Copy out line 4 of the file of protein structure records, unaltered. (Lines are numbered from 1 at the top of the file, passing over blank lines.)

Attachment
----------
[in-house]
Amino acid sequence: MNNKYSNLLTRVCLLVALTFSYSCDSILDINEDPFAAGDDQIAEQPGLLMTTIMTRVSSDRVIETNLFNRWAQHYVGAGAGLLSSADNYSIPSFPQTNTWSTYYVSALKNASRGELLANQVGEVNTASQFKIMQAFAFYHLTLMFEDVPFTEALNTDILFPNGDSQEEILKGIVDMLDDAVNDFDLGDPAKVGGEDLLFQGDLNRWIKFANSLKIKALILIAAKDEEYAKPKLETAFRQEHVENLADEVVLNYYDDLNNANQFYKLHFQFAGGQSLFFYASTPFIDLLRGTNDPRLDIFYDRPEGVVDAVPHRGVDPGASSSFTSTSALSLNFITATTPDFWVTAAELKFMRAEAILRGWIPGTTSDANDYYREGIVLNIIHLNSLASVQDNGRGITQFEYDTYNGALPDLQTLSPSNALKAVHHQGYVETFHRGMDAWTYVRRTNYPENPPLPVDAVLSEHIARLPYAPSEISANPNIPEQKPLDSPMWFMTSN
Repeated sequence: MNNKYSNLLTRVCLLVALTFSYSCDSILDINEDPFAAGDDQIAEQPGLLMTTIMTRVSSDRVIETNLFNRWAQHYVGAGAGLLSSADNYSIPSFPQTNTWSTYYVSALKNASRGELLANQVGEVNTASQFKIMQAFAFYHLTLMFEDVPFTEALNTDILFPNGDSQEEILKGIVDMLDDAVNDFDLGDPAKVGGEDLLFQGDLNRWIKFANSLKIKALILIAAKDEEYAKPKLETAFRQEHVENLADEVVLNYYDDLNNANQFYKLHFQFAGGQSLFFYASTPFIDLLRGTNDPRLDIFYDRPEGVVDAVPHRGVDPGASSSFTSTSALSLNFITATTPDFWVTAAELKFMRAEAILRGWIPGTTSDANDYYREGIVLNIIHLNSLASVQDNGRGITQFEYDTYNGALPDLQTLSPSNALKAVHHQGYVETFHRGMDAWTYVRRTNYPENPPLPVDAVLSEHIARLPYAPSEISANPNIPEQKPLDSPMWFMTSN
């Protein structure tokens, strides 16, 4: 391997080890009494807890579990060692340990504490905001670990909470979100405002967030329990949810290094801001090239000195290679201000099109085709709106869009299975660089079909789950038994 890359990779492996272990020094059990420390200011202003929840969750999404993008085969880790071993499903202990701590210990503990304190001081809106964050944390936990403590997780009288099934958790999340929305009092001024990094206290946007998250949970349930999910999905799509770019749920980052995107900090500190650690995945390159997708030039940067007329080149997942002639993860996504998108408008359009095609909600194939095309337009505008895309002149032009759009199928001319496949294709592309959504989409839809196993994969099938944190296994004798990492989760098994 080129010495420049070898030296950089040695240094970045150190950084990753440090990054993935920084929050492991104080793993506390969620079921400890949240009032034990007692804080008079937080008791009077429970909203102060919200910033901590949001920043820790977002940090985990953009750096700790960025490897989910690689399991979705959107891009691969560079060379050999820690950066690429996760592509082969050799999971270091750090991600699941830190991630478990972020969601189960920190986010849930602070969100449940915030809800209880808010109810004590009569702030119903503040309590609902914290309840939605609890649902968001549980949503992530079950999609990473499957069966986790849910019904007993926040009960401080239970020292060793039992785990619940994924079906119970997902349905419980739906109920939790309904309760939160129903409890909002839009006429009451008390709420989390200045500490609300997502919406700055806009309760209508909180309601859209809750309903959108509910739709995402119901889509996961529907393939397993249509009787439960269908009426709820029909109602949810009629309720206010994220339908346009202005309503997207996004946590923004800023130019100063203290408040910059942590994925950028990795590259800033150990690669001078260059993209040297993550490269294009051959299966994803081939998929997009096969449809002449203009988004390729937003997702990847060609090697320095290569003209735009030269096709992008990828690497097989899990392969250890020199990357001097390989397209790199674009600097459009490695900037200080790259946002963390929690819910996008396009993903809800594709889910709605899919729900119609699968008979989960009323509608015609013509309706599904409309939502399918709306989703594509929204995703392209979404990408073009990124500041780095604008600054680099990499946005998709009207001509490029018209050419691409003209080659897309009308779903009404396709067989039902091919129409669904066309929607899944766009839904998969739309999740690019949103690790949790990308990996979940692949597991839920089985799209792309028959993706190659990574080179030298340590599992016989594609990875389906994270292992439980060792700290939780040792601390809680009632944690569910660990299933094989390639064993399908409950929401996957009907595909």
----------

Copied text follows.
């Protein structure tokens, strides 16, 4: 391997080890009494807890579990060692340990504490905001670990909470979100405002967030329990949810290094801001090239000195290679201000099109085709709106869009299975660089079909789950038994 890359990779492996272990020094059990420390200011202003929840969750999404993008085969880790071993499903202990701590210990503990304190001081809106964050944390936990403590997780009288099934958790999340929305009092001024990094206290946007998250949970349930999910999905799509770019749920980052995107900090500190650690995945390159997708030039940067007329080149997942002639993860996504998108408008359009095609909600194939095309337009505008895309002149032009759009199928001319496949294709592309959504989409839809196993994969099938944190296994004798990492989760098994 080129010495420049070898030296950089040695240094970045150190950084990753440090990054993935920084929050492991104080793993506390969620079921400890949240009032034990007692804080008079937080008791009077429970909203102060919200910033901590949001920043820790977002940090985990953009750096700790960025490897989910690689399991979705959107891009691969560079060379050999820690950066690429996760592509082969050799999971270091750090991600699941830190991630478990972020969601189960920190986010849930602070969100449940915030809800209880808010109810004590009569702030119903503040309590609902914290309840939605609890649902968001549980949503992530079950999609990473499957069966986790849910019904007993926040009960401080239970020292060793039992785990619940994924079906119970997902349905419980739906109920939790309904309760939160129903409890909002839009006429009451008390709420989390200045500490609300997502919406700055806009309760209508909180309601859209809750309903959108509910739709995402119901889509996961529907393939397993249509009787439960269908009426709820029909109602949810009629309720206010994220339908346009202005309503997207996004946590923004800023130019100063203290408040910059942590994925950028990795590259800033150990690669001078260059993209040297993550490269294009051959299966994803081939998929997009096969449809002449203009988004390729937003997702990847060609090697320095290569003209735009030269096709992008990828690497097989899990392969250890020199990357001097390989397209790199674009600097459009490695900037200080790259946002963390929690819910996008396009993903809800594709889910709605899919729900119609699968008979989960009323509608015609013509309706599904409309939502399918709306989703594509929204995703392209979404990408073009990124500041780095604008600054680099990499946005998709009207001509490029018209050419691409003209080659897309009308779903009404396709067989039902091919129409669904066309929607899944766009839904998969739309999740690019949103690790949790990308990996979940692949597991839920089985799209792309028959993706190659990574080179030298340590599992016989594609990875389906994270292992439980060792700290939780040792601390809680009632944690569910660990299933094989390639064993399908409950929401996957009907595909």